In the early days of quarantine, director Rodrigo Saavedra found he was reading more and more poetry, saying: “I guess in those early days of lockdown we were all trying to use the free time to educate ourselves, some were trying to cook, some were learning a new languages, I started following a bunch of classic and contemporary poetry twitter accounts and podcasts.”
Then one afternoon he came across a poem by Chinese Tang Dynasty era poet, Li Bai,entitled ‘Drinking Alone in the Moonlight’. That’s when it hit him - the 8th century poet had perfectly portrayed the feelings of people in lockdown in2020.
The poem is an ode to drinking and dancing with the moon and one’s own shadow. Saavedra who like many had also found a new appreciation for drinking, as well as poetry, decided to make a short film about it.
“I just felt the poem was so poignant for our times, but at the same time it’s simplicity allowed me to be playful. I didn’t want to make something preachy or teach a moral lesson at this moment in our history, I felt like there were already people doing that, so I wanted to show my perspective of lockdown being more light-hearted and less politically correct, an ode to the drunks!” said Saavedra.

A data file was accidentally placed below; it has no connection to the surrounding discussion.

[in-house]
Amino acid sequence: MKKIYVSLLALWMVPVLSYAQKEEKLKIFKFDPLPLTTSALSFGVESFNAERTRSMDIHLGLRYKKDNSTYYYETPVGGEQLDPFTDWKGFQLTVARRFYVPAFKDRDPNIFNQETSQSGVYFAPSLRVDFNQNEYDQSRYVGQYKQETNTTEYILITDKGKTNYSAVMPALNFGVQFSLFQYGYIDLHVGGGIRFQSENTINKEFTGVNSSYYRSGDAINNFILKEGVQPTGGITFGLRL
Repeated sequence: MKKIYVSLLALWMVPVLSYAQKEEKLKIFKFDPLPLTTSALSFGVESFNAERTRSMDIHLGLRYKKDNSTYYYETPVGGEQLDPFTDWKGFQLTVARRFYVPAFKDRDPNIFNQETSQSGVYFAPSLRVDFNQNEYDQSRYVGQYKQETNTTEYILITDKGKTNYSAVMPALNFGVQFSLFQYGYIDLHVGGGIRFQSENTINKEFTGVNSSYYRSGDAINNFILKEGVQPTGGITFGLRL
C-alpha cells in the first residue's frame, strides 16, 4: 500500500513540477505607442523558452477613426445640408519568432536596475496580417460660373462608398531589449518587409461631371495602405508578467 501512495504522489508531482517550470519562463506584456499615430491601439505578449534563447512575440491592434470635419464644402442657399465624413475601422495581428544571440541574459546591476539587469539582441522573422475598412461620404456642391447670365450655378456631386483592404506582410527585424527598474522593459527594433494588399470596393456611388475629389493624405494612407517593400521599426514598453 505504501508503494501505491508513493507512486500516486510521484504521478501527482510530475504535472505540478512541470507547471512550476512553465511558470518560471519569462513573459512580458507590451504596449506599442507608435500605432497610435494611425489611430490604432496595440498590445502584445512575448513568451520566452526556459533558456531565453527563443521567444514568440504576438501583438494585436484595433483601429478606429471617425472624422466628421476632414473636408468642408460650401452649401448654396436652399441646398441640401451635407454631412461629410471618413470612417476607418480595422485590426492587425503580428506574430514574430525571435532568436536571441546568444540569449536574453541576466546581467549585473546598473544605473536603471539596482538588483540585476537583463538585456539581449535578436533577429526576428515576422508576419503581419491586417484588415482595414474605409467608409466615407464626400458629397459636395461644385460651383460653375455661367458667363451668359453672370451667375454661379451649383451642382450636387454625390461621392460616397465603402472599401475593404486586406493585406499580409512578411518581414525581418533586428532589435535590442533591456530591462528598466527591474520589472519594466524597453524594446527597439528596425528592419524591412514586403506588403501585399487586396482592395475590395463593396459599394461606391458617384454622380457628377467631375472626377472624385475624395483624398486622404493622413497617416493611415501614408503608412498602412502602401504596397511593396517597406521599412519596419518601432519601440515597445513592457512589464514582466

He then started recruiting his friends - all on lockdown - and was pleased to find that they had reached peak quarantine boredom and all willing to participate. Cinematographers, stills photographers, illustrators and production designers all jumped in. They either filmed themselves or their partners at home.
The result is a beautiful portrayal of, well, drinking alone under the moonlight. Each character draws us into their world, into their intimacy, and if you’ve ever had that extra glass of wine at night, it’s impossible not to relate. Melancholy turns into euphoria, and moments of beauty are mixed with other more disarming humorous ones.
As the characters swirl and sway it’s amazing to find how this 8th century poem perfectly predicted the world's 2020 solitude, giving the film a certain tragicomic feel. All in all it’s a perfect account of what lockdown evenings represented around the world. Saavedra himself puts it this way: “In a few decades, when my grand kids ask me what I did whilst locked down for 100 days, I’ll be able to just press play on this film and tell them ‘I drank’.”